Christmas Symbols & Their Meanings

“What if Christmas, he thought, doesn’t come from a store. What if Christmas, perhaps, means a little bit more.”

― Dr. Seuss, How the Grinch Stole Christmas!

It’s clear this time of year that Christmas is teeming with smiles and joy! But amidst the crowded stores and holly decked halls, there is so much culture to behold! From Santa Clause, to mistletoes, to the Christmas tree itself, every thing we stuff our homes with has a story to be told! Our entry today will explore some of the most famous Christmas symbols and a short explanation of their origin and history.


Sure, this is not a religious blog, but we cannot talk about Christmas without briefly talking about the nativity. The birth of Jesus of Nazareth is what centers the Christmas tradition. According to the gospel accounts of Christianity, Mary (impregnated as a vigin by the Holy Spirit) and her fiancé, Joseph, are headed from Nazareth to Bethlehem to fulfil a Roman census. But upon their arrival, there are no rooms left for them at the inn. So, Joseph and his pregnant fiancée are given a humble stable to lodge in for that night, where Mary gives birth to the child, Jesus. It is also written that wise men came from far off lands to Bethlehem where the child was born to give him gifts fit for a king! Hence why we see animals and robed people surrounding a manger bearing gifts for a baby! It is more than likely why we exchange gifts on Christmas also! Jesus is believed by Christians to be the savior of mankind and the fulfilment of thousands of years of prophecy!

Christmas Tree’s

Is the Christmas tree Pegan? the answer is, sorta. It all depends on what time in History you are referring to. The Christmas tree as a household tradition did not begin until the 16th century in Freiburg Germany, when Christians began bringing evergreen trees into their homes in celebration of Christ. If we looked as far back as ancient Egypt, Rome, and Celtic cultures, Pegan cultures did hang evergreen wreaths in their home around the winter solstice to symbolize a time of renewal and hope. Christmas tree decorating became more fashionable and attractive when the husband of Queen Victoria, Prince Albert, had bejeweled the first tree at Windsor candle with candles, sweets, fruits and gingerbread in 1841. The tradition was followed by many English families later on and has evolved in the way we do it today!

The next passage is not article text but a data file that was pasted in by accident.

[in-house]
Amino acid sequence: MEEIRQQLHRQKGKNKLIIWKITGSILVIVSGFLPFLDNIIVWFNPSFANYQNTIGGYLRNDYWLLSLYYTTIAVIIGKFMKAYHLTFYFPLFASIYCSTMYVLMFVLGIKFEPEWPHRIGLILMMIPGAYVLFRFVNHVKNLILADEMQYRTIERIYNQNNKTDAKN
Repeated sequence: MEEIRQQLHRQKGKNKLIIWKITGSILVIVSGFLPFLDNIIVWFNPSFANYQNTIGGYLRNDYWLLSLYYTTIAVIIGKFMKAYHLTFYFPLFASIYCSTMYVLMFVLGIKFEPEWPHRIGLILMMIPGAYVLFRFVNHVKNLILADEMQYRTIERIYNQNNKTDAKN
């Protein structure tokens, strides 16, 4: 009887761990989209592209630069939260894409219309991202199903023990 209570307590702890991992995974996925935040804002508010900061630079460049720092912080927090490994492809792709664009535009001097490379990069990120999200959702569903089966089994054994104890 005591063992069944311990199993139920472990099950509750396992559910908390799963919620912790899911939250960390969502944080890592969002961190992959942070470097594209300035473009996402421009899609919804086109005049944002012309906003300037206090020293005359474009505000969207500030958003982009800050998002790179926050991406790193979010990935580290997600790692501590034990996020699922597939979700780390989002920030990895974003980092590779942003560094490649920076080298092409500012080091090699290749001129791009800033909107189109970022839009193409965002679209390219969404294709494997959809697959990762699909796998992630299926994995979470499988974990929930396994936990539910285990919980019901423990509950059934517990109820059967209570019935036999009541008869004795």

The Yule and Other Traditions

Here’s a neat one for you! Did you know the Yule goes as far back as Medieval Scandinavia! The etymology of yule is also where we get the word for “jolly!” Yule practices involved things such a choosing the log for long celebratory burning, and sacrificing a wild boar; feasting on it in honor of the Scandinavian tale known as the “Wild Hunt!” Which involves a ghostly procession of huntsmen on horses through the winter sky allegedly led by Odin himself. There are many possible traditions we pull from this culture such as burning the burning of the yule log, serving up Christmas ham, and tell the story of a white bearded man riding through the night sky with reindeer! Of course as years have gone on, we have tweaked the narrative, but if history teaches us anything, it’s that is is anything but clean and simple!

These few Christmas traditions we will find everywhere today, we hope that if you are celebrating Christmas this season you will take the time to research and share what is important about it for you and your family and remember that your family traditions might just be traditions that go back centuries upon centuries! Thanks so much for taking the time to read this and we hope you spend this Christmas season amazingly! And stay tuned for more Christmas content on the Bel Aire Terrace blog!